Scallion+Ginger Cake, version 2

But first, a few words about my favorite person in the world, Philbert Dy. He’s more than just my most-trusted taste tester; he’s my constant baking experiment partner. This is only one of the recipes that we came up with together. And when I first made mention of maybe, possibly getting into baking, it was merely a passing thought. Left on my own, I might have been too lazy to actually get started. But he got me a pie tin, an oven thermometer and a bunch of baking bibles and gave no shortage of encouragement. All a ploy to get free pie and cake? Maybe. But I am thankful nevertheless.

Most people might know him from his work as a film critic. He’s the guy who watches bad movies so we don’t have to. But no matter how many bad movies he’s had to sit through, I still don’t know anyone as willing to like things. He still comes into every movie hoping that it will have something that will surprise him. I worry sometimes. I wonder how long he can keep it up, how many Adam Sandler movies or direct-to-DVD movies that inexplicably make it into our local theaters it will take to break him and get him to start hating everything on principle. But he’s held out for so long that I’m starting to think it’s just the way he is. Of course, when he does find a movie he really loves, he will happily become its champion. I think this is what has made him a force for good for local cinema.

And in case you haven’t seen it yet, here is a picture of Philbert, conducting a fast-food spaghetti taste-off while wearing a shirt that says “Everything is Awesome”. It is my favorite picture of all time. For obvious reasons.

Philbert had one of those birthdays this weekend, and I gladly dedicate this and all future versions of the scallion+ginger cake to him. And beyond this and all future birthdays to come, I gladly celebrate all the days he is alive and in the world.

Now let’s talk about cake. Version two is less sweet, even with the syrup, but that’s okay because the added orange gives it a fruitier flavor. There are even more scallions in this one, but they were blanched before being put in the cake and cooked in the syrup, and it concentrates that light onion flavor as well as brings out more of their natural sweetness. The crumb is lighter and more tender this time and more golden brown (thanks to the brown sugar). The syrup is well-spiced and fruity, but we do miss the scallion sugar from version one; its slight crunch and its pretty green glisten.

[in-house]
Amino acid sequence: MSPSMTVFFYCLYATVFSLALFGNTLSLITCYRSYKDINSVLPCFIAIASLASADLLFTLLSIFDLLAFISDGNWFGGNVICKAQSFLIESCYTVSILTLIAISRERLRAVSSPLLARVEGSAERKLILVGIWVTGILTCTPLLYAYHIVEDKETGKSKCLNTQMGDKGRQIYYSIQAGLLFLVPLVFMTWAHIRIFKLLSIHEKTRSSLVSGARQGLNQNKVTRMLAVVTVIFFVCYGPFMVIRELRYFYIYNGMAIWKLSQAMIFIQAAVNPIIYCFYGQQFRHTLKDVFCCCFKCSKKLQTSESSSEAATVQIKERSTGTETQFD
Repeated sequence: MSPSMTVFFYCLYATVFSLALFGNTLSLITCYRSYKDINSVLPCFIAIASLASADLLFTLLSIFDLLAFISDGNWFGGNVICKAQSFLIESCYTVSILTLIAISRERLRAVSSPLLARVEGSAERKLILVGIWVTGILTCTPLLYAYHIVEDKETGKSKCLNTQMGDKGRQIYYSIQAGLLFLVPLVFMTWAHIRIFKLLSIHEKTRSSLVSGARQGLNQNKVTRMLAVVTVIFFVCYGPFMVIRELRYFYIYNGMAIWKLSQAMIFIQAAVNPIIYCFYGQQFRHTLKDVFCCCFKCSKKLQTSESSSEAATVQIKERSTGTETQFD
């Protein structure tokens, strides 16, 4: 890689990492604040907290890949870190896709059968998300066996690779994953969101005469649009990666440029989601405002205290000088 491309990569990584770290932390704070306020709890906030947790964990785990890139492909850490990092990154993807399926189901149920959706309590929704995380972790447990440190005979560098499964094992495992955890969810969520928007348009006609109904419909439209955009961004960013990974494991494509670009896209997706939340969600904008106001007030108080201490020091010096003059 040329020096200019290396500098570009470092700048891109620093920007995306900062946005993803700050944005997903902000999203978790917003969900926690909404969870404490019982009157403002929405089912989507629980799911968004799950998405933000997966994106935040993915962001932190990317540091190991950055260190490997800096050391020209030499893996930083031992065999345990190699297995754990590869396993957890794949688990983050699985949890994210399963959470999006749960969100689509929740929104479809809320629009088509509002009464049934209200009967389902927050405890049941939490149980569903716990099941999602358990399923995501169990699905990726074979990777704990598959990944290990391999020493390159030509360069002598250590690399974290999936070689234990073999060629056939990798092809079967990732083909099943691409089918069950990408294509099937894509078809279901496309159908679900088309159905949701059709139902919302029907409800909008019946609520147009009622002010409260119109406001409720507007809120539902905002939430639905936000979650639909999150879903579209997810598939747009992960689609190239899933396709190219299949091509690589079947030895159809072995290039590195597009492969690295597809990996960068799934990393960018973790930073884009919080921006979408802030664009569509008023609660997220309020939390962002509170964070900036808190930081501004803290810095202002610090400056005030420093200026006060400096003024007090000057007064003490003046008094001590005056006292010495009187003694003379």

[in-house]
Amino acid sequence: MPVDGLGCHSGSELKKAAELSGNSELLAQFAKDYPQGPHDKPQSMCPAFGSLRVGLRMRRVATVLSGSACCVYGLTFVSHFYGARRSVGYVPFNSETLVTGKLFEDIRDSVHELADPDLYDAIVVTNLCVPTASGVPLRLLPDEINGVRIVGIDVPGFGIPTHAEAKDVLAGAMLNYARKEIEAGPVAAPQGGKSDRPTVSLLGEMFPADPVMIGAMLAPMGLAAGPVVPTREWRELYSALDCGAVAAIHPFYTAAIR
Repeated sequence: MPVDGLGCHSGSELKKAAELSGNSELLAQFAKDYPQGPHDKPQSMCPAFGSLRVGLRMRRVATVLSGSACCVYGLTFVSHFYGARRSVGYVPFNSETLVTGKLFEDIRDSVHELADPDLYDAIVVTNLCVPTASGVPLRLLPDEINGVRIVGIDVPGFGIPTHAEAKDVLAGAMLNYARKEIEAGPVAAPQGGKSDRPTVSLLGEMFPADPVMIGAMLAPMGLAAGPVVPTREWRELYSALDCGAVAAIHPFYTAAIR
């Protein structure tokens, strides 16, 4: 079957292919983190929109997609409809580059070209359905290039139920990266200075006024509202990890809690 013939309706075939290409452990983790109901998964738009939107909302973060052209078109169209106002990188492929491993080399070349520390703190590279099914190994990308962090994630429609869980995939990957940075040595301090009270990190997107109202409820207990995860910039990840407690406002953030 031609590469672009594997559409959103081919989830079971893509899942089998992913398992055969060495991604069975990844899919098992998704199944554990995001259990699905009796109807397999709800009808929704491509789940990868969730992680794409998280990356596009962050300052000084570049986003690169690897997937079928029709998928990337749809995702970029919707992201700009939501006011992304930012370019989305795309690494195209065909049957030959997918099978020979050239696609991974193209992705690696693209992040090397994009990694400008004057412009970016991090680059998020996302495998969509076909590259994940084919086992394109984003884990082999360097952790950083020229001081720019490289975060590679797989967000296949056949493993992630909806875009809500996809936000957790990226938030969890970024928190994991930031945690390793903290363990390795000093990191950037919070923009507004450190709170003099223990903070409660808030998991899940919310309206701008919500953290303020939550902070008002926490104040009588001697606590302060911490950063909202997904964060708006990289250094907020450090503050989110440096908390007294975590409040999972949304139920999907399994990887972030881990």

The next thing to work on for version three is to add more textural components. Maybe a crunchy candied ginger topping?

For the cake:
2 sticks / 1 cup unsalted butter
1 1/4 cup white granulated sugar
1/4 cup brown sugar
5 large eggs
3 tbsps freshly grated ginger
4 tbsps blanched and roughly chopped scallions
1/2 cup yogurt
1/2 cup orange juice
3 tbsps orange zest
2 1/2 cups cake flour
2 tsp baking powder
1/2 tsp salt
1 tsp powdered ginger
1 tsp five spice powder
1 tsp white pepper
1 tsp vanilla extract
1 tsp orange extract

For the syrup:
1 cup honey
1/2 cup orange juice
1/2 cup water
1/4 cup peeled and sliced ginger
4 tbsps finely chopped scallions
3 tbsps orange zest
1 tsp vanilla extract
1 tsp cinnamon
1/4 tsp salt

Make the cake. Preheat oven to 163°C/325°F. Grease and flour two 8×2 inch cake pans. Line with parchment.

In one bowl, combine and whisk together flour, baking powder, salt and spices. Set aside.

Combine yogurt, orange juice, zest and blanched scallions in a blender. Blend well. Set aside.

In another bowl, cream the butter and sugar with your electric mixer at medium speed for 30 seconds. Gradually add the sugars and the grated ginger. Beat for about 3 minutes or until it has become creamy and light-colored.

Add eggs one at a time and beat well after each addition. Scrape down the sides of the bowl as you do. Beat on high speed for 30 seconds after each addition. Beat for 1 minute after all eggs have been added. Add the vanilla and orange extracts.

Add flour mixture and yogurt mixture alternately, beginning and ending with flour mixture. Mix just until incorporated. Scrape down the sides of the bowl. Stir by hand to finish.

Divide the batter evenly between the two pans.

Bake for 45-50 minutes or until the tops of the cakes spring back when lightly pressed. Cool in the pan for at least ten minutes.

Make the syrup. Place ginger along with water, juice, honey, salt and spices in a saucepan. Heat to a boil. Reduce to a simmer. Add zest, scallions and extract. Stir well. Set aside to cool slightly or until ready to use. Syrup wil jeep for at least two weeks in the refrigerator.

Put it together. Use a toothpick, knife or fork to poke little holes into your cakes. Carefully drizzle and brush the syrup over the tops. Let the cakes sit and soak another 10 minutes. Unmold from pans and serve.


Have some cake! Drizzle a bit more of that syrup, if you like.

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